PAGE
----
The second question asked was "What impact did the program have on your baby?" Participants reported that the program helped them to make better personal decisions that would affect the health of their baby. Several mothers expressed appreciation for the baby supplies they received in exchange for educational points accumulated. The mothers also expressed thankfulness for the continued support offered after the birth of their babies. Several mothers stated that they obtained professional advice on the importance of prenatal care and the advantages of breast feeding. The Stork's Nest coordinator in Johnson County reported that 70% of clients were still breast feeding at two months, and breast pumps were among the top five "Most Wanted Incentive Items." She also reported that first-time moms regularly expressed how much they learned and looked forward to their own support group each week.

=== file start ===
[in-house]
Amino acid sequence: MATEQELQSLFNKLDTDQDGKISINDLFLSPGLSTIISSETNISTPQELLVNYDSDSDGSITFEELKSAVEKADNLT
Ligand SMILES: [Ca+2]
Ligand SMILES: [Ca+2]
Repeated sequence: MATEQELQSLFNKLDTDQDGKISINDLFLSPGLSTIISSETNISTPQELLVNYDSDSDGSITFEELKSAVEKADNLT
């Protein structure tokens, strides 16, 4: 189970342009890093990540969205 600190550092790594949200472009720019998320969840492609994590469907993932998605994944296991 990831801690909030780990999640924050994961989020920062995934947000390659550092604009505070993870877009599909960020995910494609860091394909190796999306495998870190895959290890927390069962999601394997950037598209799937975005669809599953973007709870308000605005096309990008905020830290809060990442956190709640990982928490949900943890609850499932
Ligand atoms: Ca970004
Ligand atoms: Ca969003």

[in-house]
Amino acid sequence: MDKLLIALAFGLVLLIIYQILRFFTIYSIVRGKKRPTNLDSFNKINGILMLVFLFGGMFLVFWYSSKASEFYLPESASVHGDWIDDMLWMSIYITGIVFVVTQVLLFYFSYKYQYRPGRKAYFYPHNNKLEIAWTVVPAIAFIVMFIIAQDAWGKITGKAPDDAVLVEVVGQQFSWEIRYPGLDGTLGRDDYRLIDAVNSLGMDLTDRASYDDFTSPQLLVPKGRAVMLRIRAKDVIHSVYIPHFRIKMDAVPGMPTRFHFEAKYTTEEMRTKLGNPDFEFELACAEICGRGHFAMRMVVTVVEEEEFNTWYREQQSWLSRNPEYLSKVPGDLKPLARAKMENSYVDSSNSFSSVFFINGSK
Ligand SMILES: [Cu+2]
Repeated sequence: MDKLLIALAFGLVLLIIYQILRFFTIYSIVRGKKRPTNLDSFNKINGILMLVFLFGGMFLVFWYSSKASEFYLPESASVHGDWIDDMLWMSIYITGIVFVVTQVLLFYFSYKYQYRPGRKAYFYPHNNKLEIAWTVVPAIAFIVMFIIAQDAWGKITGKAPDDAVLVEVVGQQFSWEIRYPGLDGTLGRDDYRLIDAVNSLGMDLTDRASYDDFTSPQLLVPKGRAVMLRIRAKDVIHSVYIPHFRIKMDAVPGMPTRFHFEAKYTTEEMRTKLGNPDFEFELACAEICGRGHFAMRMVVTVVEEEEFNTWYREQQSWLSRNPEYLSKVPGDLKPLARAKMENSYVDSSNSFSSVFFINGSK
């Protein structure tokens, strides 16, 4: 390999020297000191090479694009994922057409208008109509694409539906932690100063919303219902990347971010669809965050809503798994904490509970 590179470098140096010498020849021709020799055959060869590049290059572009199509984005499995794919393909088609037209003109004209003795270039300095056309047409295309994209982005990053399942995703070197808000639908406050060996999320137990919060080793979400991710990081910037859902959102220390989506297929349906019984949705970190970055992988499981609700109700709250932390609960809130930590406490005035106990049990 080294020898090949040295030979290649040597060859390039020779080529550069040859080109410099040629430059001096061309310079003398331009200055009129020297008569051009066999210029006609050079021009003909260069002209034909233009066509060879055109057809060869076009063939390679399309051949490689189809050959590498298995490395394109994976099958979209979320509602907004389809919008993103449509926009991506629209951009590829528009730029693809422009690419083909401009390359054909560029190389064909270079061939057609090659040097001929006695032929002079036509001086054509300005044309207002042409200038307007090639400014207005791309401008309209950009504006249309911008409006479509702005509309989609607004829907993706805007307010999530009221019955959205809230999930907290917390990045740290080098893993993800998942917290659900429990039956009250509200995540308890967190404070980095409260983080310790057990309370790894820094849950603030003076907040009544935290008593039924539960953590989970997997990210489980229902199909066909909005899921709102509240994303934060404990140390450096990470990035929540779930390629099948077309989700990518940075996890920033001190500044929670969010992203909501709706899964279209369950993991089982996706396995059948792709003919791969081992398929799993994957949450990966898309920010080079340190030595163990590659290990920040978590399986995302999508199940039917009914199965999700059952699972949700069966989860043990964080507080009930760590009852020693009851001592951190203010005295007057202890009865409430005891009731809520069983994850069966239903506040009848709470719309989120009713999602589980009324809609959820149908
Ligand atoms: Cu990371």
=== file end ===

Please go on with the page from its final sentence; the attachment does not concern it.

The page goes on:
The evaluation results need to be interpreted with caution in view of the small sample size and lack of validity -- internal and external -- of the experiment. The lack of validity is attributed to the relatively less rigorous nature of the pre-test -post-test design.

The results of the Stork's Nest Program revealed a significant increase in knowledge of prenatal and infant nutrition of participants from pretest to post-test. Participants also learned the importance of healthy diets, food safety, food labels, medical check-ups and immunization, breast feeding; and dangers of alcohol and substance abuse.